Ohio State opened spring football on Tuesday with a banner emblazoned with “The Chase” hanging at one end of the indoor football complex. As Urban Meyer put it: “We’re all chasing something.” For OSU in 2013, it’s chasing a national title.
I am fascinated by Jordan Hall’s move from running back to the slot receiver spot. Reports say he looked good on Tuesday.
Michigan received some big news when quarterback Devin Gardner was awarded a fifth year of eligibility, meaning he has two years left to play if he wants to use them.
If Gardner opts to return to Ann Arbor for the 2014 season, no doubt the talent around him will be bountiful. And his return as a fifth-year senior would allow promising quarterback Shane Morris more time to develop, too, not having to start as a redshirt freshman in 2014.
The great Mike Hlas of the Cedar Rapids Gazette says the Iowa football program has come to a realization: It needs to do a sales job, which is exactly the Hawkeyes’ goal when they conduct an open practice in West Des Moines, Iowa, on April 20—the same day as Iowa’s State’s spring game.
Hlas states that the Hawkeyes know they can no longer take anything or anyone for granted. As Hlas notes, Kinnick Stadium will be sold out (or close to it) for the unforeseeable future. Game day at Kinnick is still the social event of the season for tens of thousands of Iowans. But after you’ve gone 4-8, slippage is always a distinct possibility. And the Hawkeyes need to start winning consistently again before they can assume they’re the frontrunners for the best high school players in the state, especially from central Iowa.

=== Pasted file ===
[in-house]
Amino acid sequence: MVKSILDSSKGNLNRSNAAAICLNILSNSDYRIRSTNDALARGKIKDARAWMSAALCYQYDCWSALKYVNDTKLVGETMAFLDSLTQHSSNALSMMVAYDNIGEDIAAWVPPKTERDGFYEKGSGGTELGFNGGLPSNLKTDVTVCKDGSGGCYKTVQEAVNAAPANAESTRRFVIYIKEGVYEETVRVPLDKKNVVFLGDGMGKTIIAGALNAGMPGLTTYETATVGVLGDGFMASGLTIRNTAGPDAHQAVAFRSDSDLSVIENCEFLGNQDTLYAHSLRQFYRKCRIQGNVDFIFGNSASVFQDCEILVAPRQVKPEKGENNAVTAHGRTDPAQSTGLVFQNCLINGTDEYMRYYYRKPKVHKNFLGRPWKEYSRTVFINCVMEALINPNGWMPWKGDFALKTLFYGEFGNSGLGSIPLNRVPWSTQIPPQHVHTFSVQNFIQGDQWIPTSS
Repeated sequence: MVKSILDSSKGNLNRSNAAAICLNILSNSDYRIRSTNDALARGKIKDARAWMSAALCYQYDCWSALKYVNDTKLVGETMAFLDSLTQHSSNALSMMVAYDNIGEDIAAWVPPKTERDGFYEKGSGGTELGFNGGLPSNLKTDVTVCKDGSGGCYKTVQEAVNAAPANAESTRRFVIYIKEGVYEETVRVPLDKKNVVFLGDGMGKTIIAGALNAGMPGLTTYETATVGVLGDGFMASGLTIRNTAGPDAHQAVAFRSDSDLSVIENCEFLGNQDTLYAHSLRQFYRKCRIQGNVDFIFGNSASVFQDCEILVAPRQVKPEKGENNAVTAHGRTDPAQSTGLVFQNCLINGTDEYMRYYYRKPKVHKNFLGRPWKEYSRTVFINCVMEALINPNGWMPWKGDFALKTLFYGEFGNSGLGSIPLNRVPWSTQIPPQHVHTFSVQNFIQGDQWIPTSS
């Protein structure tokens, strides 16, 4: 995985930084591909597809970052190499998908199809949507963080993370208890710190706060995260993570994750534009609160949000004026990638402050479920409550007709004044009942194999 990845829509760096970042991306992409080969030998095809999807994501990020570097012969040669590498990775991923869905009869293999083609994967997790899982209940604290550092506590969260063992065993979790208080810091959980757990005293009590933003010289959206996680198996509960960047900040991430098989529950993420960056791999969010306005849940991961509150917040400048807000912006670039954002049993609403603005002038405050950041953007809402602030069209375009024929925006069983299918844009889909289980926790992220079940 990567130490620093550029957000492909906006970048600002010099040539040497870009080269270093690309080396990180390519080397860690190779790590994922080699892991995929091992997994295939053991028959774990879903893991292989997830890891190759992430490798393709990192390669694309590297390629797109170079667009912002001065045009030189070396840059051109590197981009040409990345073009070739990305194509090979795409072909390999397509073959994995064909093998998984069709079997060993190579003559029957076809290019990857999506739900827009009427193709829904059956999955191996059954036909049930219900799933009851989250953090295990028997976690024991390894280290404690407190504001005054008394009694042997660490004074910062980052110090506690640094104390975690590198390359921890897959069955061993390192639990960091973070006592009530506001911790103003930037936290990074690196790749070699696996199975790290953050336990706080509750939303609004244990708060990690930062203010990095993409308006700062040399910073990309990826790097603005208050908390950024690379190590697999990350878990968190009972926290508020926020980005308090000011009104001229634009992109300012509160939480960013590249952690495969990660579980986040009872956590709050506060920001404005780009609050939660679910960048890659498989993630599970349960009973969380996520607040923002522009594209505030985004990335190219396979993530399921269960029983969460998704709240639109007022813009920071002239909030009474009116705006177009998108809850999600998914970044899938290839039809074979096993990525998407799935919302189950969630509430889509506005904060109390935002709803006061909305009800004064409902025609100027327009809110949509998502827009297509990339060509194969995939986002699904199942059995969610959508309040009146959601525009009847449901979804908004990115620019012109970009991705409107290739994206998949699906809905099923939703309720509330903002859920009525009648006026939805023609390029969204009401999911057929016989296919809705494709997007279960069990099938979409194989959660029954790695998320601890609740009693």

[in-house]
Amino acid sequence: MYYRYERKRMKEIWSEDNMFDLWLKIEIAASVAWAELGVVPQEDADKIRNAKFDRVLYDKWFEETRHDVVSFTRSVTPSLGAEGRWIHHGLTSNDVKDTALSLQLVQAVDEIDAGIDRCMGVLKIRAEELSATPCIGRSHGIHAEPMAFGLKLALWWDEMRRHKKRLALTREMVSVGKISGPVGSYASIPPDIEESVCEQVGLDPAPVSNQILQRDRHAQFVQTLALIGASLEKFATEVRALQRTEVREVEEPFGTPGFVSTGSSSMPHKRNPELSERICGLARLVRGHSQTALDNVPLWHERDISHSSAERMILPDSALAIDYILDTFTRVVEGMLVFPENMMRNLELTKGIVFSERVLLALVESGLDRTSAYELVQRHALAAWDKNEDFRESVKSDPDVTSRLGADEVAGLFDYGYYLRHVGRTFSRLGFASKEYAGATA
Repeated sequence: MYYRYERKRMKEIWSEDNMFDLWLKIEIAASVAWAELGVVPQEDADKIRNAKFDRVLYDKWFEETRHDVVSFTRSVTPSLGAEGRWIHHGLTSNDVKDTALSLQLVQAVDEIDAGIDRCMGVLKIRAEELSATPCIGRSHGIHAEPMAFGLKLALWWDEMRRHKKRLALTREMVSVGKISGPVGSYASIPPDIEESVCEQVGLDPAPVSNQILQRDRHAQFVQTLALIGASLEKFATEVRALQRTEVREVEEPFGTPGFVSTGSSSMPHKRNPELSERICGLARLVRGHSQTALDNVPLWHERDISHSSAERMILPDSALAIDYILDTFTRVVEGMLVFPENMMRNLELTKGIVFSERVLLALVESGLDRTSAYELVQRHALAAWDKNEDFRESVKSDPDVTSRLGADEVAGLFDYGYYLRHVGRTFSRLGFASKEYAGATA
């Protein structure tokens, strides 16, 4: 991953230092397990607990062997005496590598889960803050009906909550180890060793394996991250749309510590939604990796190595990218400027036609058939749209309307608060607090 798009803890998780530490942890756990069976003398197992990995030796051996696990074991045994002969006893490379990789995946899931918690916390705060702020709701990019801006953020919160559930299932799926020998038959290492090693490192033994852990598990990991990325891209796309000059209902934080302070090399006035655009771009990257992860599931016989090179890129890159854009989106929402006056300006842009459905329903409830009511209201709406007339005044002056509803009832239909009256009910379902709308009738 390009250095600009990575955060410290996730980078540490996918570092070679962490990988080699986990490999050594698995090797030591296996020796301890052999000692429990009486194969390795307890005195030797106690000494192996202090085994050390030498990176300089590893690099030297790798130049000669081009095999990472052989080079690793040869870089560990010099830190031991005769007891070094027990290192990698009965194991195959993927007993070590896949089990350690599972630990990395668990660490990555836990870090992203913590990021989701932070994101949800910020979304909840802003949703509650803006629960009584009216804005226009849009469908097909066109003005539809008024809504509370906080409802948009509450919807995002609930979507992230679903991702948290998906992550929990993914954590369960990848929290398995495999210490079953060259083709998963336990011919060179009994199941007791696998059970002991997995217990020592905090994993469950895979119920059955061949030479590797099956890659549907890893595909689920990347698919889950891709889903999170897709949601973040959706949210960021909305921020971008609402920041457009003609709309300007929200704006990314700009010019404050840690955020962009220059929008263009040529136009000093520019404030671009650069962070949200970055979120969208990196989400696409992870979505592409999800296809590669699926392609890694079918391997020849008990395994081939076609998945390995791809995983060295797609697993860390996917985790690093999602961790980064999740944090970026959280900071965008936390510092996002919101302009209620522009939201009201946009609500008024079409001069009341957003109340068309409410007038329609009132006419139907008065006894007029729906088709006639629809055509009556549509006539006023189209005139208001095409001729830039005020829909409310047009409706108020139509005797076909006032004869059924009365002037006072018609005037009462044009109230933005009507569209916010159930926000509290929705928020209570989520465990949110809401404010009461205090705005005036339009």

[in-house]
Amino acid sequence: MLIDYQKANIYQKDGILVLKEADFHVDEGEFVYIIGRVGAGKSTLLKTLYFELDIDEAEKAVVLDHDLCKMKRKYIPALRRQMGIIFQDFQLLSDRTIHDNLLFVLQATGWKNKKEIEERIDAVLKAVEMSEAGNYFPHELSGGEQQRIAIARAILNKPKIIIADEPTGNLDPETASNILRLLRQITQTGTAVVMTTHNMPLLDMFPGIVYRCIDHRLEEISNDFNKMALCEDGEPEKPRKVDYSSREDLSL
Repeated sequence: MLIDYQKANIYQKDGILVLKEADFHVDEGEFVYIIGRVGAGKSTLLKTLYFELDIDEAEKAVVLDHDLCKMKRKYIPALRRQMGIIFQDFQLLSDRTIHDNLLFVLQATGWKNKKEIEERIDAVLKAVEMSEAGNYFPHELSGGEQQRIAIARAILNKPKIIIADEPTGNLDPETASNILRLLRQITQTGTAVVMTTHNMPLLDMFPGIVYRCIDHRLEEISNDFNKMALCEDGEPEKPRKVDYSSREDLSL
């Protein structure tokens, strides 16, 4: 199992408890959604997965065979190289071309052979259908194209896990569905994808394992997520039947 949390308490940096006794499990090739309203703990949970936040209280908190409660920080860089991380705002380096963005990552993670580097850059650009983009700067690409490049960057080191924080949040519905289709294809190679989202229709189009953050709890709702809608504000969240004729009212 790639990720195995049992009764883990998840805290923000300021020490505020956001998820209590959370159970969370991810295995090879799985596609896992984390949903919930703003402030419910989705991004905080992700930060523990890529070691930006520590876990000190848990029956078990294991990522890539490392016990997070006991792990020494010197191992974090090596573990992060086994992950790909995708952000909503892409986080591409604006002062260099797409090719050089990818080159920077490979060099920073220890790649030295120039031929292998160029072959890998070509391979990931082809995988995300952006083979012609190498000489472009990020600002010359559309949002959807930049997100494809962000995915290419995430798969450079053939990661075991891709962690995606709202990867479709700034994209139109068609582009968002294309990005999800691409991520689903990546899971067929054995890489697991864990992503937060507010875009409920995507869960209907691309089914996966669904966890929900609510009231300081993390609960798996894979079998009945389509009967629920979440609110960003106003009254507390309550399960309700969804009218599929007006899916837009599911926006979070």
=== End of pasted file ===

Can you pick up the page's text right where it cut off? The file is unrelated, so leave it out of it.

Depth remains an issue for Illinois coach Tim Beckman. And the recent suspension of receiver Darius Millines doesn’t help matters. And key players in tight end Jon Davis, linebacker Jonathan Brown and defensive backs Earnest Thomas and Zane Petty also will be missing from spring drills for various reasons.
This isn’t good news for a program coming off a 2-10 season that just saw offensive line coach Jim Bridge bolt for Purdue after being in Champaign for just a few weeks.
TWEETS THAT MATTER
My take: This about says it all.
My take: Just doesn’t seem right, does it?
My take: This is a nice hire. Genyk is a smart coach who was head coach at Eastern Michigan and a former Northwestern assistant.
My take: Without a doubt.
My take: More proof of the Big Ten’s power this season.
My take: I still think Indiana is the favorite, even though it has lost two of its last three games. Remember: NCAA games are played on neutral courts.
My take: Yes, impressive. And Ohio State is a “football” school?
My take: Agreed. Illinois’ NCAA ticket has been punched already—not matter what the Illini do the rest of the season. They have too many quality wins to be denied.
|About Tom Dienhart||BTN.com senior writer Tom Dienhart is a veteran sports journalist who covers Big Ten football and men’s basketball for BTN.com and BTN TV. Find him on Twitter and Facebook, read all of his work at btn.com/tomdienhart, and subscribe to his posts via RSS. Also, send questions to his weekly mailbag using the form below and read all of his previous answers in his reader mailbag section.|